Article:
From ISO 1 to ISO 9: the World of Cleanrooms

Aug 7, 2020 10:43:37 AM / by The Pegasus Team

Cleanrooms are highly-controlled environments where pollutants and particles are filtered out to keep the room as clean as possible

Did you know some cleanrooms are clean enough to protect objects that wind up in space? We’ll dive into some fun facts on the rarest cleanroom type (ISO 1 cleanroom) toward the end of this overview.  

 

How Do Cleanrooms Work?

Any process that is at risk of being affected by contaminants or particles in the air can benefit from a cleanroom. You might find cleanrooms for use in fields like medicine, research, pharmaceutical and nanotechnology. 

 

Cleanrooms include filters that remove pollutants, particles and contaminants from outside ambient air. Depending on the cleanroom type, the filtered air is either recirculated or forced outside the room. 

 

Depending on the task, a cleanroom may require little filtering or extremely powerful filtering that can remove the tiniest particles imaginable. 

In addition to filtering particulates, cleanrooms regulate several other properties:

  • Temperature
  • Humidity
  • Airflow
  • Filtration
  • Pressure

Cleanroom ISO Classifications

The International Organization for Standardization (ISO) maintains agreed-upon standards set by experts in various fields. ISO describes an ISO standard as a “formula that describes the best way of doing something.” 

 

ISO standards cover an enormous range of activities, including the use of cleanrooms in ISO Standard 14644-1

 

Every cleanroom is classified by an ISO rating that dictates just how clean it needs to be to remain compliant with the requirements of one of nine ISO classifications. 

ISO classifies cleanrooms by the number of contaminants present per cubic meter. Classifications range from ISO Class 1, the “cleanest” cleanroom to ISO Class 9, the “dirtiest.” Each ISO class requires the facility to provide a specific level of filtering. 

 

Deep Dive: ISO Class 1 Cleanrooms

It’s not an exaggeration to say ISO 1 cleanrooms belong to a very exclusive club. Few Class 1 facilities exist throughout the world. When an organization builds a new ISO 1 cleanroom, it can even make the news.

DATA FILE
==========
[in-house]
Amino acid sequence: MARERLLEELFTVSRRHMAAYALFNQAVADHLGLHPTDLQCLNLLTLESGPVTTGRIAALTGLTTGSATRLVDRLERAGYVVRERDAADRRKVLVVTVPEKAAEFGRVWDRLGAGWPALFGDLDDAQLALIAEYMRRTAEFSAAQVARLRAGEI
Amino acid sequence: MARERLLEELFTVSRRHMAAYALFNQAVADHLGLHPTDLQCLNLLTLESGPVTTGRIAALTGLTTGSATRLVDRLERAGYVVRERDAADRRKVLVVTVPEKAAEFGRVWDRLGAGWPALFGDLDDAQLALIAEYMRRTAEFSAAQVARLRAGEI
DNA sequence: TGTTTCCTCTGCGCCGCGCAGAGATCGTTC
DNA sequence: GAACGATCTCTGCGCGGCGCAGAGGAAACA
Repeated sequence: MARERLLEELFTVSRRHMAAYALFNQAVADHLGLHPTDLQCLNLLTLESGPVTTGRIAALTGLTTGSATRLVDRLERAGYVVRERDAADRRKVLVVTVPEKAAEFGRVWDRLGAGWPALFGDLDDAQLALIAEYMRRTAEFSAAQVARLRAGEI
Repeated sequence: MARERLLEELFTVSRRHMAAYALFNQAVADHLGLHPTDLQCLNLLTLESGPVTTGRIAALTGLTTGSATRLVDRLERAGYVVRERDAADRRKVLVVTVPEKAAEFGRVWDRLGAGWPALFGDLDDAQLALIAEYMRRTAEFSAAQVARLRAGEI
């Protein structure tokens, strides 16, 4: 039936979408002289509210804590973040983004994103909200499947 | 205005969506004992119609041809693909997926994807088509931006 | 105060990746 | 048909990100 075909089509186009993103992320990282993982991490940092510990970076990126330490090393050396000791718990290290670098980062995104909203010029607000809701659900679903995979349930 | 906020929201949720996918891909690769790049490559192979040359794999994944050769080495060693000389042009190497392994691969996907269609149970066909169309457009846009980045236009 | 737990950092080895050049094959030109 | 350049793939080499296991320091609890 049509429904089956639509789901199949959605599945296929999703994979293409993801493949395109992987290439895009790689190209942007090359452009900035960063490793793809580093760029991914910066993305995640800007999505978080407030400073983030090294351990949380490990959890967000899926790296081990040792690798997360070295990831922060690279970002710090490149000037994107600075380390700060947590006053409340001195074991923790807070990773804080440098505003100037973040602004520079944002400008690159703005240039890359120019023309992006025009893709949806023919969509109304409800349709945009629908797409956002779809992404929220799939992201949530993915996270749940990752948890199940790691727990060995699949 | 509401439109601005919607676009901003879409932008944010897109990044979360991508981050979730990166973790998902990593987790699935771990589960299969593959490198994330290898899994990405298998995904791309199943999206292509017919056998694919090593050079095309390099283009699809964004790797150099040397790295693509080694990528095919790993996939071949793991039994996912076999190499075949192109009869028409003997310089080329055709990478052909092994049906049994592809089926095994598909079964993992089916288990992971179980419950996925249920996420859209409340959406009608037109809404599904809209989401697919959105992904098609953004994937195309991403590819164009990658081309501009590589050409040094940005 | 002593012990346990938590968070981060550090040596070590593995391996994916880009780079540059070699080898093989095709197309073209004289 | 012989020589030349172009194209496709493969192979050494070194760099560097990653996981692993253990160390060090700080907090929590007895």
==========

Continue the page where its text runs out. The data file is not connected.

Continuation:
ISO 1 cleanrooms are appropriate for highly specialized tasks that require absolutely pristine conditions. For example, the European Space Agency uses a cleanroom rated at ISO 1 for procedures like examining temperature sensors destined for the surface of Mars. 

 

You are most likely to find Class 1 cleanrooms in the life sciences industry and electronics that require nanotechnology or ultra-fine particulate processing. 

 

ISO 1 Cleanroom Requirements and Standards

Cleanrooms must meet rigorous requirements and standards to comply with ISO 1. 

Essentially, they must be capable of rigorous filtration. ISO 1 cleanrooms must be capable of handling 500 to 750 air changes per hour. 

ISO 1 cleanroom standards require the filtering of particulates smaller than a speck of dust. To meet this strict requirement, the air inside an ISO Class 1 cleanroom must test at fewer than 12 particles larger than 0.3 micron or smaller in each cubic meter. 

How small is 0.3 micron?  

Consider this: A human hair is about 75 microns across, on average. The human eye can’t see particles smaller than 10 microns. It’s hard to imagine how many precautions ISO Cleanroom 1 workers need to take to maintain that level of compliance!  

 

Establishing Cleanroom Cleaning Processes Is Vital

While you may not need to comply with ISO requirements as strict as an ISO 1 cleanroom, keeping your cleanroom in ISO compliance is still crucial. 

You run several risks if you don’t establish an ISO-compliant cleaning process that is systematic, repeatable and consistent:

  • Failed audits
  • Process failures
  • Missing industry regulations 

Worst of all, you can lose your ISO certification, which can impact your entire organization. Clients will lose confidence in your products or services. To get your certification back, you’ll have to pause operations, losing more money by the day. 

Cleaning a cleanroom is unlike other cleaning processes. Your employees and janitorial staff do not have the specialized training and equipment to maintain a cleanroom. 

We’ve created a free cleanroom cleaning guide to help you implement a cleaning process that is safe, repeatable, and scalable. You can download it here >>

 

Cleanroom Cleaning Process Guide

 

Posted in: Cleanroom

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